BIBFRAME and linked data

I recently attended a seminar hosted by the Dallas Public Library (DPL) about their experience being an early adopter of the BIBFRAME (BF) standard and how they were able to implement this framework on their catalog. While I will not go into exactly what BF is in this post (that will come later), I will detail the highlights of the meeting in the hopes that they can facilitate the discussion on BF and possibly help a library who wants to begin pursuing the use of BF for their institution.

To give a simple and basic introduction to BF, I will say that it is a library specific encoding standard that makes data machine readable and therefore findable through more platforms that just an OPAC. It also allows this data to cross reference with other information thereby creating a fuller knowledge base. This standard is based off of Tim Berners-Lee‘s idea of the Semantic Web and how the internet should actually be an interconnected web of information.

Libraries are late adopters of the Semantic Web, but thanks to BF, we are starting to catch up. The DPL’s place as being one of the few early adopters of BF allows them to be on the bleeding edge of forming this standard along side the Library of Congress (LC).

In order to put their catalog online, they chose to work with the company, Zepheira. This same company is also works with the LC to develop this standard, so Zepheira has been a part of BF from it’s inception. The DPL’s process of going from catalog to linked data live online requires quite a few steps. I will try to simplify them here:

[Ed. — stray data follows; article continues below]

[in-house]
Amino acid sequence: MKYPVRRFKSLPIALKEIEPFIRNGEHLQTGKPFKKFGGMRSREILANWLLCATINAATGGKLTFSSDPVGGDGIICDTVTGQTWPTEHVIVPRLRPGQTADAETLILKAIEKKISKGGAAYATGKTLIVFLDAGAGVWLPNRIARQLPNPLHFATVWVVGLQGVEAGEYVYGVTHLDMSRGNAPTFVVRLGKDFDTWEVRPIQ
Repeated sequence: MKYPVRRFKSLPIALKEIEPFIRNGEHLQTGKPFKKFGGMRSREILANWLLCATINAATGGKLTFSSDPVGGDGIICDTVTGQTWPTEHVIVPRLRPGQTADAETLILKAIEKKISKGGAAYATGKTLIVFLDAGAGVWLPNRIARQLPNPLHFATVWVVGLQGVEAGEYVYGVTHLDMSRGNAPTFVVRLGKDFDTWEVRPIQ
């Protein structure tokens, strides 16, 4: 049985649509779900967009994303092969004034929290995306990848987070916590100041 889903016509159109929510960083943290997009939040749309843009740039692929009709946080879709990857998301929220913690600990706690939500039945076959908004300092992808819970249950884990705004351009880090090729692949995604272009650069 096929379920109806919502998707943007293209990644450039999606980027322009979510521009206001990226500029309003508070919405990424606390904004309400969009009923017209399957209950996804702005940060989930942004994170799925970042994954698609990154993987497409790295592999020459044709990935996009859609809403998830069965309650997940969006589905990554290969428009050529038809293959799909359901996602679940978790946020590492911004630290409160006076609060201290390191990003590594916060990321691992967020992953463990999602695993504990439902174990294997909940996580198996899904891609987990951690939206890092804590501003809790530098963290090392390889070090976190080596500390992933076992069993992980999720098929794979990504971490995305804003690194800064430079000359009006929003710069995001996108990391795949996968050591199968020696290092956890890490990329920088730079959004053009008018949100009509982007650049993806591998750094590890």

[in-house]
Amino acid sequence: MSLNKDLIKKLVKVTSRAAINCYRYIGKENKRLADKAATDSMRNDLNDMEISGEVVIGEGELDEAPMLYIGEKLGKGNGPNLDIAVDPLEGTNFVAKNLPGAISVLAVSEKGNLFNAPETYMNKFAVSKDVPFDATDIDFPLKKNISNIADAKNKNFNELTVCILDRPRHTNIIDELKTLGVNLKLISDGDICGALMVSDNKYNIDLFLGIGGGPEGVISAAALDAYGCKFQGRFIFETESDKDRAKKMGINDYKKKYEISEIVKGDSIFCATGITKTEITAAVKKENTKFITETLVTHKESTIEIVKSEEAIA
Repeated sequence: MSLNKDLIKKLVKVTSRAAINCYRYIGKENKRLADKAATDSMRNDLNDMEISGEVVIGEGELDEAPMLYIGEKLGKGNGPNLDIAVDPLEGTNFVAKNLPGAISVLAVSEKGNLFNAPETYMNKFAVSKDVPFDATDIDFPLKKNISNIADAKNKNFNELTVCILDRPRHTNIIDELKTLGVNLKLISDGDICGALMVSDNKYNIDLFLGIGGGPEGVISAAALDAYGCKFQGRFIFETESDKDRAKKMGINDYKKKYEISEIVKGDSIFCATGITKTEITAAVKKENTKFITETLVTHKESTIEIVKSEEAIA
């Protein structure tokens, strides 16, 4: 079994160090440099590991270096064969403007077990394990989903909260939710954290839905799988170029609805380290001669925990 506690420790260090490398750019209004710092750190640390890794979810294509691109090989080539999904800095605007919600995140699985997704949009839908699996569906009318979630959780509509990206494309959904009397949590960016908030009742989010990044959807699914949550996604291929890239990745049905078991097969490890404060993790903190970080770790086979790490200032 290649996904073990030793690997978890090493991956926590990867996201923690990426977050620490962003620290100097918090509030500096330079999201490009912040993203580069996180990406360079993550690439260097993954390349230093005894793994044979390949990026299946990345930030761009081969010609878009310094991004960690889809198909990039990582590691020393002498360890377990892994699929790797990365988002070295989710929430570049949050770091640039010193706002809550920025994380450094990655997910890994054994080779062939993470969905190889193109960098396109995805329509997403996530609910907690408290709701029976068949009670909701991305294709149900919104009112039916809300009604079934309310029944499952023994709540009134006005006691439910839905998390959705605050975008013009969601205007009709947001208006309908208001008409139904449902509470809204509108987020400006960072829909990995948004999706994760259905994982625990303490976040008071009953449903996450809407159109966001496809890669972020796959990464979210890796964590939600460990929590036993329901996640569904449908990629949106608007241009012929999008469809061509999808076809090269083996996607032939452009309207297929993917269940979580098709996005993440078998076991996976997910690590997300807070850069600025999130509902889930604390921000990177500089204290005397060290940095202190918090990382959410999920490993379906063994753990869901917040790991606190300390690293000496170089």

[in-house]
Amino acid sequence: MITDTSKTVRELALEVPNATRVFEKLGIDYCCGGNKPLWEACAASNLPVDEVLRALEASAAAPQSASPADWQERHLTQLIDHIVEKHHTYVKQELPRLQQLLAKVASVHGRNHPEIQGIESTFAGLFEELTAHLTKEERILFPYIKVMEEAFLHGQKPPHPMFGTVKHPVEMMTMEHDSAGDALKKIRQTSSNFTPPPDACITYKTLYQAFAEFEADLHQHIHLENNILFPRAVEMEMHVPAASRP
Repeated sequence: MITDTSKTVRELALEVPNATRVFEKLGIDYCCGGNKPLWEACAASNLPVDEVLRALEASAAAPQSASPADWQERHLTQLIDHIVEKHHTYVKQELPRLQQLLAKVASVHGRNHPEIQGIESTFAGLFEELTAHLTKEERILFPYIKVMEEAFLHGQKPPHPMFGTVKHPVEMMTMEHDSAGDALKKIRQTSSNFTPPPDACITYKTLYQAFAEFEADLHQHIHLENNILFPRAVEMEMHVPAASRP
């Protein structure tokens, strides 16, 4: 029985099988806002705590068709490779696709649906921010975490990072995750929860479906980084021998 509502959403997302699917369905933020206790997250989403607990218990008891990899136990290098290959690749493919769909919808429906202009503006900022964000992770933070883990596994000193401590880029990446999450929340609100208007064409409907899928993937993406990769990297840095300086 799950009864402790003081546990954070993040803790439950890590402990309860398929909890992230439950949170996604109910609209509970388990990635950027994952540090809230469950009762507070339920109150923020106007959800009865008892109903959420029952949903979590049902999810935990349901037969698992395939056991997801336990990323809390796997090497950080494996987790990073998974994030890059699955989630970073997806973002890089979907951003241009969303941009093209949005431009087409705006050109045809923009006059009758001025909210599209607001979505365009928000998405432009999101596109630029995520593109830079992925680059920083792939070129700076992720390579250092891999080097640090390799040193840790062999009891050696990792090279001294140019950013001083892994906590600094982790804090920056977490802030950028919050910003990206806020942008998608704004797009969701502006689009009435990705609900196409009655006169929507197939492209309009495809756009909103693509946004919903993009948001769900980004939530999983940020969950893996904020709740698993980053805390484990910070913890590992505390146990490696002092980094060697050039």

1. They receive/place catalog records in their database as normal using RDA and MARC.
  2. They export those MARC records and use MarcEdit to tranform them to MARC21.
  3. They upload those MARC21 records to Zepheira.
  4. Zepheira transforms those MARC21 records to BF linked data records and preps them for uploading to the DPL’s LibraryLink site.
  5. Zepheira then uploads the BF records to the LibraryLink site and waits for Google and other search engines to crawl the web and find these new linked records.
  6. Once Google indexes the records, they are now findable online through Google’s search engine and will appear in the results queue.
  7. The link that a searcher clicks on in the search results then automatically directs them through the LibraryLink site and into the DPL catalog.

This is a gross oversimplification, but it demonstrates the basics of how the DPL’s records are findable online. A lot of the BF transformation work is handled by Zepheira in this instance and since Zepheira is working with LC in creating the standard, the DPL likes that they are using the latest and greatest version of BF.

Transforming record via an intermediary service seems to be the best way to make BF work at this point since the library version of linked data is still in its early stages. Hopefully this helps clear up some basic questions of how a library can currently make use of BF and make their catalog available to the wider linked world.